instructress


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in•struc•tress

(ɪnˈstrʌk trɪs)
n.
a woman who instructs; teacher.
ThesaurusAntonymsRelated WordsSynonymsLegend:
Noun1.instructress - a woman instructor
instructor, teacher - a person whose occupation is teaching
Translations

instructress

[ɪnˈstrʌktrɪs] Ninstructora f
dance instructressprofesora f de baile

instructress

n (also Sport) → Lehrerin f; (US) → Dozentin f; (Mil) → Ausbilderin f
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References in classic literature ?
A school for little children had been often in her thoughts; and, at one time, she had begun a review of her early studies in the New England Primer, with a view to prepare herself for the office of instructress.
Flights of fancy gave place, in her mind, to a steady fireside glow, and I had already begun to perceive how, with the development of the conviction that--as time went on without a public accident-- our young things could, after all, look out for themselves, she addressed her greatest solicitude to the sad case presented by their instructress.
Topsy, with great gravity and adroitness, went through the exercise completely to Miss Ophelia's satisfaction; smoothing the sheets, patting out every wrinkle, and exhibiting, through the whole process, a gravity and seriousness with which her instructress was greatly edified.
The refreshing meal, the brilliant fire, the presence and kindness of her beloved instructress, or, perhaps, more than all these, something in her own unique mind, had roused her powers within her.
You, yourself, are responsible, Tars Tarkas," I replied, "in that you furnished me with an instructress of remarkable ability; I have to thank Sola for my learning.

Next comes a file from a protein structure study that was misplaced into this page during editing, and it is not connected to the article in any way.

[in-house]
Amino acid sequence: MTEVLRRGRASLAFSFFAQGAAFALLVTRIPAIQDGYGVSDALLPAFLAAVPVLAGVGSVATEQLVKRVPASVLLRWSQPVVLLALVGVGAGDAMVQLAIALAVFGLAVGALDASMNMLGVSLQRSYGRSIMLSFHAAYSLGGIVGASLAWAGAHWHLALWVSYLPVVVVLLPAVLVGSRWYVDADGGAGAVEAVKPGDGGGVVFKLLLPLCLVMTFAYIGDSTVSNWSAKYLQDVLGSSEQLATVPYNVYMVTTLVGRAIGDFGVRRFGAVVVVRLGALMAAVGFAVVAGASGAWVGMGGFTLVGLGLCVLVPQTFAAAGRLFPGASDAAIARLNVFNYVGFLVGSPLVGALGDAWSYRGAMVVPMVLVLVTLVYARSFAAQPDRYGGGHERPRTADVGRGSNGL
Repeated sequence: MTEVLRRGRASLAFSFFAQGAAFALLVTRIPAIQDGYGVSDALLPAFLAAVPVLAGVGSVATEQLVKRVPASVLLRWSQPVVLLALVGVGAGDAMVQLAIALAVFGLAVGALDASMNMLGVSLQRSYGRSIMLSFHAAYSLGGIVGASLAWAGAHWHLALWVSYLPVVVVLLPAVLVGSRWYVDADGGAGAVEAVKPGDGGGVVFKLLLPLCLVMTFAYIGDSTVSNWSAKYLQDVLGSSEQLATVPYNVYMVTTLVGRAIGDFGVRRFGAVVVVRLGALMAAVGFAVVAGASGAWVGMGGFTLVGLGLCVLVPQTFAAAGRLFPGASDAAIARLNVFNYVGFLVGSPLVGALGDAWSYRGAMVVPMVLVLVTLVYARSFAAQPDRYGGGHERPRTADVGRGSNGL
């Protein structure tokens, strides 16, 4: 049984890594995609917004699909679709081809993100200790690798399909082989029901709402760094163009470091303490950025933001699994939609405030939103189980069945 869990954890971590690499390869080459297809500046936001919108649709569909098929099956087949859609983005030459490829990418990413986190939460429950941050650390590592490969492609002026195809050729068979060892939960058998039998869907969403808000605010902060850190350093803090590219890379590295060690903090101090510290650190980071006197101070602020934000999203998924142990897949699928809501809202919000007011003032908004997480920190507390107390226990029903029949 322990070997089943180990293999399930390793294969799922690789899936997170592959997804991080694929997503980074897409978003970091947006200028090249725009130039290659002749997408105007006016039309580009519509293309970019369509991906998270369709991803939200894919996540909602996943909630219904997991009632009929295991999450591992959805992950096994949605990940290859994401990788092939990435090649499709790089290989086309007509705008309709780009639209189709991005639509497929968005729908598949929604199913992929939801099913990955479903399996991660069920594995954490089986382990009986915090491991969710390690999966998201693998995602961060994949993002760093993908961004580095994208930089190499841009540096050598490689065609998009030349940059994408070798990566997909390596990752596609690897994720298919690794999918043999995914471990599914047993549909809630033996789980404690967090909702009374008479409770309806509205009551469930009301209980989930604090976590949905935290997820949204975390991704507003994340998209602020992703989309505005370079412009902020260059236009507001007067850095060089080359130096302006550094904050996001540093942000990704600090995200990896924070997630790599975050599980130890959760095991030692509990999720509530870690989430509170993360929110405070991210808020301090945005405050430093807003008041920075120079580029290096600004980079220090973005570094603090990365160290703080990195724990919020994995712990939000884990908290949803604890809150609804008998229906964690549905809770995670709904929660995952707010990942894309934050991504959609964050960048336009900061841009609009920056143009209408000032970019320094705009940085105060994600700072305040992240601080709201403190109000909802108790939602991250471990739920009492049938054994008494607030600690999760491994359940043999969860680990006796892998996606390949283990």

We will endeavour to do our duty by her, and she will, at least, have the advantage of companions of her own age, and of a regular instructress.
Would you deign to be my instructress, I should prove an apter scholar than if taught by Signor Rappaccini himself.
Her husband was a retired tradesman, who had realized a very comfortable fortune; but could not be prevailed upon to give a greater salary than twenty-five pounds to the instructress of his children.
When my friend, Lady Fuddleston, mentioned that her dear girls required an instructress (I am too poor to engage a governess for mine, but was I not educated at Chiswick?
If she could see the face of her fair instructress, she would not love her less, I am sure.
I was to be a governess; I became a governess; and went into the family of a poor nobleman, where there were two daughters--little children, but the parents wished them to grow up, if possible, under one instructress.
The opinion was not the result of hasty consideration, for which indeed there was no opportunity at that time, as the child came directly, and soon occupied herself in preparations for giving Kit a writing lesson, of which it seemed he had a couple every week, and one regularly on that evening, to the great mirth and enjoyment both of himself and his instructress.